Putting stress in achieving ones goal

Setting Meaningful, Challenging Goals What you get by achieving your goals is not as important as what you become by achieving your goals.

Putting stress in achieving ones goal

R — Relevant or Rewarding. T — Time-bound or Trackable. Further Tips for Setting Your Goals The following broad guidelines will help you to set effective, achievable goals: State each goal as a positive statement — Express your goals positively — "Execute this technique well" is a much better goal than "Don't make this stupid mistake.

If you do this, you'll know exactly when you have achieved the goal, and can take complete satisfaction from having achieved it. Set priorities — When you have several goals, give each a priority. This helps you to avoid feeling overwhelmed by having too many goals, and helps to direct your attention to the most important ones.

Write goals down — This crystallizes them and gives them more force. Keep operational goals small — Keep the low-level goals that you're working towards small and achievable.

If a goal is too large, then it can seem that you are not making progress towards it. Keeping goals small and incremental gives more opportunities for reward.

Set performance goals, not outcome goals — You should take care to set goals over which you have as much control as possible. It can be quite dispiriting to fail to achieve a personal goal for reasons beyond your control!

In business, these reasons could be bad business environments or unexpected effects of government policy. In sport, they could include poor judging, bad weather, injury, or just plain bad luck.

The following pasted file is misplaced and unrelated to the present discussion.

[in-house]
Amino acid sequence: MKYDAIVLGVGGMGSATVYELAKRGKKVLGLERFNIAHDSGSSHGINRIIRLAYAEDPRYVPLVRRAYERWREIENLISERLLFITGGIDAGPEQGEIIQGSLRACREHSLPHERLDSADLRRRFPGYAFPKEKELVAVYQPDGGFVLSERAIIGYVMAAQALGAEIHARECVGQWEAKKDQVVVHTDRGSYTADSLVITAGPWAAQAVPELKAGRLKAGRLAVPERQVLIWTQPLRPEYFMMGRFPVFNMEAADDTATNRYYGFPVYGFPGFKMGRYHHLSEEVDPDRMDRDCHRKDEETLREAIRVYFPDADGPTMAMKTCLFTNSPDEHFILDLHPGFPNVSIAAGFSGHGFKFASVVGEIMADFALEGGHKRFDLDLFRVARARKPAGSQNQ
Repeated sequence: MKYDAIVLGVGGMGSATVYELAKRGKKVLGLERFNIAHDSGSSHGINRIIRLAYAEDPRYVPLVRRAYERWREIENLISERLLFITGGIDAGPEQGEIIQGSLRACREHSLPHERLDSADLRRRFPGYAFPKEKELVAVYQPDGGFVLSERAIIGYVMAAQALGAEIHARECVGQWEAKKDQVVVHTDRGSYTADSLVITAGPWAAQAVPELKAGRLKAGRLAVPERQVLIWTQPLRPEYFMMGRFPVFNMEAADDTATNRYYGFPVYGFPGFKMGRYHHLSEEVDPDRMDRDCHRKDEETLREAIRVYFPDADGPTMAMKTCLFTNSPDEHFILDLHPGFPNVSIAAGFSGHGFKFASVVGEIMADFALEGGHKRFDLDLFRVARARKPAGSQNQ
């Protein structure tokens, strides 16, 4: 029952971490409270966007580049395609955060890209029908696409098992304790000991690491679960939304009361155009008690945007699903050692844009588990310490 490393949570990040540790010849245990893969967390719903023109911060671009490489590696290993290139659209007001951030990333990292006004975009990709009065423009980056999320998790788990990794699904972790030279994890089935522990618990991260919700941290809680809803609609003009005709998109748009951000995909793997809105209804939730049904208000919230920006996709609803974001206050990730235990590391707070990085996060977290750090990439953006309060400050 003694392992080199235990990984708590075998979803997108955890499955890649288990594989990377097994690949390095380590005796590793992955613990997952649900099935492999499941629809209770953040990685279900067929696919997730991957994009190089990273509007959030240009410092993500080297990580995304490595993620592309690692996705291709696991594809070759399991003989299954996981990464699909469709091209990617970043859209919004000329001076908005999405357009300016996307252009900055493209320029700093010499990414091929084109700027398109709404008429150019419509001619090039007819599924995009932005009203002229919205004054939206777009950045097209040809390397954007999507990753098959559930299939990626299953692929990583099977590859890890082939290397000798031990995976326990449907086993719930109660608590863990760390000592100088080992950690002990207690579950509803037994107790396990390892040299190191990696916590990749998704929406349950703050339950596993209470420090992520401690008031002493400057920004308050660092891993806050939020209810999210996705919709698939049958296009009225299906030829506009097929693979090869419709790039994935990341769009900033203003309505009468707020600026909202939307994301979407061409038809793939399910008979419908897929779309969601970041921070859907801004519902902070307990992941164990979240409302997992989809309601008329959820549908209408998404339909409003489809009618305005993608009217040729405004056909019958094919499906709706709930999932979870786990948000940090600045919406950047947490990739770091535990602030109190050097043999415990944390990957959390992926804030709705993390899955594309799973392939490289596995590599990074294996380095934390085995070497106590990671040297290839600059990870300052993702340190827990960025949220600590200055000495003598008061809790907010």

If you base your goals on personal performance, then you can keep control over the achievement of your goals, and draw satisfaction from them.

Set realistic goals — It's important to set goals that you can achieve. All sorts of people for example, employers, parents, media, or society can set unrealistic goals for you.

They will often do this in ignorance of your own desires and ambitions. It's also possible to set goals that are too difficult because you might not appreciate either the obstacles in the way, or understand quite how much skill you need to develop to achieve a particular level of performance.

Achieving Goals When you've achieved a goal, take the time to enjoy the satisfaction of having done so. Absorb the implications of the goal achievement, and observe the progress that you've made towards other goals.

If the goal was a significant one, reward yourself appropriately. All of this helps you build the self-confidence you deserve. With the experience of having achieved this goal, review the rest of your goal plans: If you achieved the goal too easily, make your next goal harder.

If the goal took a dispiriting length of time to achieve, make the next goal a little easier.About Mike Waddell Mike is Claybury International's Director of Ministry Development. He previously worked alongside Claybury as Director of Adsidia which offered Claybury's leading edge leadership and organisational development services to commercial organisations.

9. Lack of consistency. That’s a big one. Because whatever you do, if you don’t do it each day, you won’t see any progress.

Putting stress in achieving ones goal

Consistency is trait of the successful . How Goal Setting Helps Reduce Stress By Mark Divine September 21, 2 Comments Goal setting is an incredibly important skill for success in all facets of life. How to choose a word of the year for !

Personal Goal Setting - How to Set SMART Goals - from mtb15.com

FREE Goal Setting series by best-selling author, Lara Casey. When you see the green expert checkmark on a wikiHow article, you can trust that it has been carefully reviewed by a qualified expert.

This article was co-authored by Paul Chernyak, mtb15.com Chernyak is a Licensed Professional Counselor in Chicago. He graduated from the American School of Professional Psychology in Goal setting is a powerful process for thinking about your ideal future, and for motivating yourself to turn your vision of this future into reality.

Motivation | Psychology Today